Hi was wondering if anyone can help I suffer from interstital cystitis and was going for bladder scan my doc sent me for a bladder scan and the results showed a 3.1cm fibroid at the lateral aspect of the uterus. This does not affect the bladder and its presence was an incidental finding. Normal appearing right ovary. Left ovary was not identified. Can you tell me what this means. x
If a patient of my own had a scan with similar results, I would reassure her that fibroids are very common--they affect 50-70% of women. Also, three centimeters is relatively small. When fibroids are found incidentally, they are usually just followed conservatively--in other words, you might want to do another scan in 6-12 months to be certain that the fibroid hasn't changed in any way. One more comment, it is also very common for one of the ovaries to not be visualized on an ultrasound, and this is not worriesome either.
Copyright 1994-2018MedHelp.All rights reserved. MedHelp is a division of Vitals Consumer Services, LLC.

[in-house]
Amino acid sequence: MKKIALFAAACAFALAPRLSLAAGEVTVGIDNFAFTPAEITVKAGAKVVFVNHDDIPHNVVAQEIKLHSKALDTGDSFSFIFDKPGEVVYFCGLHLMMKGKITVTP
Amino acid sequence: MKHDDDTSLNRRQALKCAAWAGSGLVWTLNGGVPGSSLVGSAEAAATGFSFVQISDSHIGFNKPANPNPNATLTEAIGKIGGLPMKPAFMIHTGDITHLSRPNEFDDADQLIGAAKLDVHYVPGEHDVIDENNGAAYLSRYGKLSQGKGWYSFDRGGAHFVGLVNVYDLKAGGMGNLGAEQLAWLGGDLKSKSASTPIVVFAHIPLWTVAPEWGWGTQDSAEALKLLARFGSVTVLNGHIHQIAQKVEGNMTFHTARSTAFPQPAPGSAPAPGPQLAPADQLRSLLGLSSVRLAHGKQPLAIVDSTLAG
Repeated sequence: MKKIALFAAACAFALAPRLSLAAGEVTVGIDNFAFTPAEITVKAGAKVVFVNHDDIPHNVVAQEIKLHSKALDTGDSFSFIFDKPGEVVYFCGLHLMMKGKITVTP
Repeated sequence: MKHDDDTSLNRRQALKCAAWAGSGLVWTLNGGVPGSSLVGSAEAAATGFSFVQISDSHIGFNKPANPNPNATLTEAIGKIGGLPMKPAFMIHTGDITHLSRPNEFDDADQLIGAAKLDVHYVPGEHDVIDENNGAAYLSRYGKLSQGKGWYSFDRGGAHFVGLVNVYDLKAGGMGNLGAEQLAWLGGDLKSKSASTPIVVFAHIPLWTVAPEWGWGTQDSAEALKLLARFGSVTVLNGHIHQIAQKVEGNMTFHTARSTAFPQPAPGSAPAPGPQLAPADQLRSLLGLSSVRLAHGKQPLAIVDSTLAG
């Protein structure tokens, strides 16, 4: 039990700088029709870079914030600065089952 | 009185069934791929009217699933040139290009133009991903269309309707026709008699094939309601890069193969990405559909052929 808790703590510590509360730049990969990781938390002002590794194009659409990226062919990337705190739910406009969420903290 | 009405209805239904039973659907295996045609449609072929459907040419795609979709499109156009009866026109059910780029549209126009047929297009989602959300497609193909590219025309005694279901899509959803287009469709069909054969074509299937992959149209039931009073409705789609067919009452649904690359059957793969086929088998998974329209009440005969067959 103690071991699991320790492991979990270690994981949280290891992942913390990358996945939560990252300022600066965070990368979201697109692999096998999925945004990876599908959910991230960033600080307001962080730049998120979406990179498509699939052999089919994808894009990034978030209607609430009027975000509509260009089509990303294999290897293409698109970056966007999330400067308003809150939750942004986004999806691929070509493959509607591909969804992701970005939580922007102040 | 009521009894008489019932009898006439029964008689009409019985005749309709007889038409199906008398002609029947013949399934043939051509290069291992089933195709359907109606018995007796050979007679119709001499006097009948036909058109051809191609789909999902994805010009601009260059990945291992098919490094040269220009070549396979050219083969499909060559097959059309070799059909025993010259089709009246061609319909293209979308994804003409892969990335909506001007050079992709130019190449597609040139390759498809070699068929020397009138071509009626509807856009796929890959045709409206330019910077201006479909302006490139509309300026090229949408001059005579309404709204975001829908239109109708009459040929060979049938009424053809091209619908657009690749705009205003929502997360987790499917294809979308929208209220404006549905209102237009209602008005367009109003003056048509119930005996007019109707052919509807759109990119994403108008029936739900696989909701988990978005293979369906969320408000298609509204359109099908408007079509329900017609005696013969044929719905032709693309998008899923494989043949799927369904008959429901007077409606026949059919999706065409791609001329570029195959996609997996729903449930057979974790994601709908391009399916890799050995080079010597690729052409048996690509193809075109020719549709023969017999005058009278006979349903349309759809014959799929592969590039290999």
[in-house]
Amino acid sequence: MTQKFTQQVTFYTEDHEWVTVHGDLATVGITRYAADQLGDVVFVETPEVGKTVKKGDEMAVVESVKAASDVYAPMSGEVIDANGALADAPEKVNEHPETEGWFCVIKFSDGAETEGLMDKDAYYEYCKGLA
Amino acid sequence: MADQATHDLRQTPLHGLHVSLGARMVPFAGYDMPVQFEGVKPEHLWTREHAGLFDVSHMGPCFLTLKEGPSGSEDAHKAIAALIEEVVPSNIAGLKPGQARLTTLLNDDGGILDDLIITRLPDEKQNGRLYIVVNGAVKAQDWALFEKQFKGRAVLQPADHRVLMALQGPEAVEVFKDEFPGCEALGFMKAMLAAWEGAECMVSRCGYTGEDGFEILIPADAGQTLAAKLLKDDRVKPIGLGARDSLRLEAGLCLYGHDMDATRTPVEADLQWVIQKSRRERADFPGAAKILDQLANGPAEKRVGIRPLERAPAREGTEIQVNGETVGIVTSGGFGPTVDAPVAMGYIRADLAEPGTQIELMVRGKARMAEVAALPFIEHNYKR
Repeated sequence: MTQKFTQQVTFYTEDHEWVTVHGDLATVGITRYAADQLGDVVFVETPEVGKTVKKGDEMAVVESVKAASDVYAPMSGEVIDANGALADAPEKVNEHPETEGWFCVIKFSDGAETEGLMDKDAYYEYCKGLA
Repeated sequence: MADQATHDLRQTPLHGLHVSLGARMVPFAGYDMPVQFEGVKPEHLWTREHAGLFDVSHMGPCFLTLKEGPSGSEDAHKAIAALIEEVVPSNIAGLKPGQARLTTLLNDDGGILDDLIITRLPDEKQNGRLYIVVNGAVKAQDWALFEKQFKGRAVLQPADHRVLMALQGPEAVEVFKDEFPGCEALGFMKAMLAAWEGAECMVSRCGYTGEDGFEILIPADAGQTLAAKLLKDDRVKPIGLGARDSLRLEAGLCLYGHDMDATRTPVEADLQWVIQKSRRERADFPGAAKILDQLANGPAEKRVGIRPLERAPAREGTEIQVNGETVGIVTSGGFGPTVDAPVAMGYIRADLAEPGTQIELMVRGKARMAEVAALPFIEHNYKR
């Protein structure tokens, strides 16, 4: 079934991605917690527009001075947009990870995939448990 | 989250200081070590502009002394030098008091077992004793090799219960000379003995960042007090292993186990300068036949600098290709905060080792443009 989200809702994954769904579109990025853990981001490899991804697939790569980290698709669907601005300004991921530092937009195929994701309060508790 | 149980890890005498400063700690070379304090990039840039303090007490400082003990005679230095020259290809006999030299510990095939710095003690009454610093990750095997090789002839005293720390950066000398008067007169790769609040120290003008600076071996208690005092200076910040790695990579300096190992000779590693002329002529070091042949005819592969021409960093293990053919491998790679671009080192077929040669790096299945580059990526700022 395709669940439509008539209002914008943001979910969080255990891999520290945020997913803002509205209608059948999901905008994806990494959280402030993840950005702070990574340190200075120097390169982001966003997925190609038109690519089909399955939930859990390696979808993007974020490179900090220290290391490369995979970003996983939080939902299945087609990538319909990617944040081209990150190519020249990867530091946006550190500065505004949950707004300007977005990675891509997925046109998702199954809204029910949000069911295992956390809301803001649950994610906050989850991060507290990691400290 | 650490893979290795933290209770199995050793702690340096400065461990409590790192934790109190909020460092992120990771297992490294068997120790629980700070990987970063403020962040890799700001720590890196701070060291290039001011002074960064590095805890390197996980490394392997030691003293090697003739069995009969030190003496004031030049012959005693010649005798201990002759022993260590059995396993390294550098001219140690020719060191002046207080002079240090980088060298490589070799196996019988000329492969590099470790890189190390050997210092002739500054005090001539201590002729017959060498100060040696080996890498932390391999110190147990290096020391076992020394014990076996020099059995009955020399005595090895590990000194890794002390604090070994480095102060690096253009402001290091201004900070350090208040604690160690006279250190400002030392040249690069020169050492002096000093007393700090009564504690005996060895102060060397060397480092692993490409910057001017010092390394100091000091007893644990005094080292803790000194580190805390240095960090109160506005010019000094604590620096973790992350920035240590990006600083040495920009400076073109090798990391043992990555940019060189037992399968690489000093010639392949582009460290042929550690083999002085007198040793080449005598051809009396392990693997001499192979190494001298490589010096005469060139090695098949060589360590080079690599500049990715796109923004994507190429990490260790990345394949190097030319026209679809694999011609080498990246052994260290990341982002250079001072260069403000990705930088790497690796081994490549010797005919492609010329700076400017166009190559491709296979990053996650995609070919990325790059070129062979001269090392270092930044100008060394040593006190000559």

The Content on this Site is presented in a summary fashion, and is intended to be used for educational and entertainment purposes only. It is not intended to be and should not be interpreted as medical advice or a diagnosis of any health or fitness problem, condition or disease; or a recommendation for a specific test, doctor, care provider, procedure, treatment plan, product, or course of action. MedHelp is not a medical or healthcare provider and your use of this Site does not create a doctor / patient relationship. We disclaim all responsibility for the professional qualifications and licensing of, and services provided by, any physician or other health providers posting on or otherwise referred to on this Site and/or any Third Party Site. Never disregard the medical advice of your physician or health professional, or delay in seeking such advice, because of something you read on this Site. We offer this Site AS IS and without any warranties. By using this Site you agree to the following Terms and Conditions. If you think you may have a medical emergency, call your physician or 911 immediately.